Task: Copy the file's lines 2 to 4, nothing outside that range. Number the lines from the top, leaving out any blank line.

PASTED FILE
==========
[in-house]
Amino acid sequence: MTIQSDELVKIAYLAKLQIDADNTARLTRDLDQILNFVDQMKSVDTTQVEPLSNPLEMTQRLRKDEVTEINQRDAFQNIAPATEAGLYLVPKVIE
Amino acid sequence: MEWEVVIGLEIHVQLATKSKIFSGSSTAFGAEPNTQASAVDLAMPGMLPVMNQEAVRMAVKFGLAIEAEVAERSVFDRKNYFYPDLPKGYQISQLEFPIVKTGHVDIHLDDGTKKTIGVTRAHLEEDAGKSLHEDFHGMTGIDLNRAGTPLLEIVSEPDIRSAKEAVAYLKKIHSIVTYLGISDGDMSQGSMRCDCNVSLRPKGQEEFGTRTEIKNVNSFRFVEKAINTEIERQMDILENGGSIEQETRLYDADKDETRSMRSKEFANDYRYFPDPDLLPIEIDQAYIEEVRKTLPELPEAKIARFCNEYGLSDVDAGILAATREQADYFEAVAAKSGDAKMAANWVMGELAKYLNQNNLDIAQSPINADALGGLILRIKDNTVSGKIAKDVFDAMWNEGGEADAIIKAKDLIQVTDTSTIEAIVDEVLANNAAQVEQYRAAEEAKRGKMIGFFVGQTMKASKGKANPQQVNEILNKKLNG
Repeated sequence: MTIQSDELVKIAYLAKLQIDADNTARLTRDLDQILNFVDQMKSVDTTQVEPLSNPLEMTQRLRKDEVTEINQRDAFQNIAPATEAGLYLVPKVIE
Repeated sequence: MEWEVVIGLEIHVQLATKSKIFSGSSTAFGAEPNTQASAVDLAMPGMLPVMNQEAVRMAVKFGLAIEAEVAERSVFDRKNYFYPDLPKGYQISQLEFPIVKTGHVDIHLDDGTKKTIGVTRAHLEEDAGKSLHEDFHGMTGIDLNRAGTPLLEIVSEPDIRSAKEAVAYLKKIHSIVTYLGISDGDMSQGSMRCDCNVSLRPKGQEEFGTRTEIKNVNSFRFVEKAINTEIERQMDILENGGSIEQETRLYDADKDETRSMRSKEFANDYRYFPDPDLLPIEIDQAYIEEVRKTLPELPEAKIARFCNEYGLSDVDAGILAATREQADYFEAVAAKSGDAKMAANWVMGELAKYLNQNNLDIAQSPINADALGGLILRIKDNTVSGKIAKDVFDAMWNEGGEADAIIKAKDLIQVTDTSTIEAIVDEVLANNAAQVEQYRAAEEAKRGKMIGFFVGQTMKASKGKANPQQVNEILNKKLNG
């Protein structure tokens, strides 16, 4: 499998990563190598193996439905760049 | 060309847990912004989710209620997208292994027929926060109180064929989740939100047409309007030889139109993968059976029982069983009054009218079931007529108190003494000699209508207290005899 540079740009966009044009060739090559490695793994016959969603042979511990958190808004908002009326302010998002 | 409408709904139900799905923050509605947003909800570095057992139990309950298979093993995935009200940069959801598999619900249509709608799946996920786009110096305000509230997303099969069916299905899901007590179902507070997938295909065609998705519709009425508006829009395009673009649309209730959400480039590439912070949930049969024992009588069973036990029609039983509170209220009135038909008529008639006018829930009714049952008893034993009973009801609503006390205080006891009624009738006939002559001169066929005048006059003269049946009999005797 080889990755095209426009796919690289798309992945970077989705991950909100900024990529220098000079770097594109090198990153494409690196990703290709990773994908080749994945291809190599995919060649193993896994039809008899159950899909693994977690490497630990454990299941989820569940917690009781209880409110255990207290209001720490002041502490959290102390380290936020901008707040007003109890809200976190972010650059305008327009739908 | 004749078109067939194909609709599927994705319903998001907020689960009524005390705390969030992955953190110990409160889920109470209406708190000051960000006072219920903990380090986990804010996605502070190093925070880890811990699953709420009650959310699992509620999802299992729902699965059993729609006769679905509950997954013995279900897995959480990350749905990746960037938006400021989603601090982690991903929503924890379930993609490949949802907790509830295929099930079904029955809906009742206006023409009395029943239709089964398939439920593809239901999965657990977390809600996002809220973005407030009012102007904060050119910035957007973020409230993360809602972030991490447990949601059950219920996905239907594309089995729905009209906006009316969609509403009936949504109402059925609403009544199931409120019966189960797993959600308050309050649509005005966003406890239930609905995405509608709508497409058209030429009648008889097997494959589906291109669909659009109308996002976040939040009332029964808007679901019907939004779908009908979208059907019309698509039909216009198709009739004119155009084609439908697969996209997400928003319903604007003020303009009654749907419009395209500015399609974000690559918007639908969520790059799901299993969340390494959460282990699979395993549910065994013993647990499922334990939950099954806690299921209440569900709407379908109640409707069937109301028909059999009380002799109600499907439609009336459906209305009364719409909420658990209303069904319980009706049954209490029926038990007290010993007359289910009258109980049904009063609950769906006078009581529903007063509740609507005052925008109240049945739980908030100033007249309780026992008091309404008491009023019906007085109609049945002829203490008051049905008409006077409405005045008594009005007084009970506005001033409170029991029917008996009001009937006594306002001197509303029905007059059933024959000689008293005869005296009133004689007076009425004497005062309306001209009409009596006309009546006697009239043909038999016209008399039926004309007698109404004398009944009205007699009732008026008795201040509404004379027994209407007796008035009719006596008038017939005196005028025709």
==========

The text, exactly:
Amino acid sequence: MTIQSDELVKIAYLAKLQIDADNTARLTRDLDQILNFVDQMKSVDTTQVEPLSNPLEMTQRLRKDEVTEINQRDAFQNIAPATEAGLYLVPKVIE
Amino acid sequence: MEWEVVIGLEIHVQLATKSKIFSGSSTAFGAEPNTQASAVDLAMPGMLPVMNQEAVRMAVKFGLAIEAEVAERSVFDRKNYFYPDLPKGYQISQLEFPIVKTGHVDIHLDDGTKKTIGVTRAHLEEDAGKSLHEDFHGMTGIDLNRAGTPLLEIVSEPDIRSAKEAVAYLKKIHSIVTYLGISDGDMSQGSMRCDCNVSLRPKGQEEFGTRTEIKNVNSFRFVEKAINTEIERQMDILENGGSIEQETRLYDADKDETRSMRSKEFANDYRYFPDPDLLPIEIDQAYIEEVRKTLPELPEAKIARFCNEYGLSDVDAGILAATREQADYFEAVAAKSGDAKMAANWVMGELAKYLNQNNLDIAQSPINADALGGLILRIKDNTVSGKIAKDVFDAMWNEGGEADAIIKAKDLIQVTDTSTIEAIVDEVLANNAAQVEQYRAAEEAKRGKMIGFFVGQTMKASKGKANPQQVNEILNKKLNG
Repeated sequence: MTIQSDELVKIAYLAKLQIDADNTARLTRDLDQILNFVDQMKSVDTTQVEPLSNPLEMTQRLRKDEVTEINQRDAFQNIAPATEAGLYLVPKVIE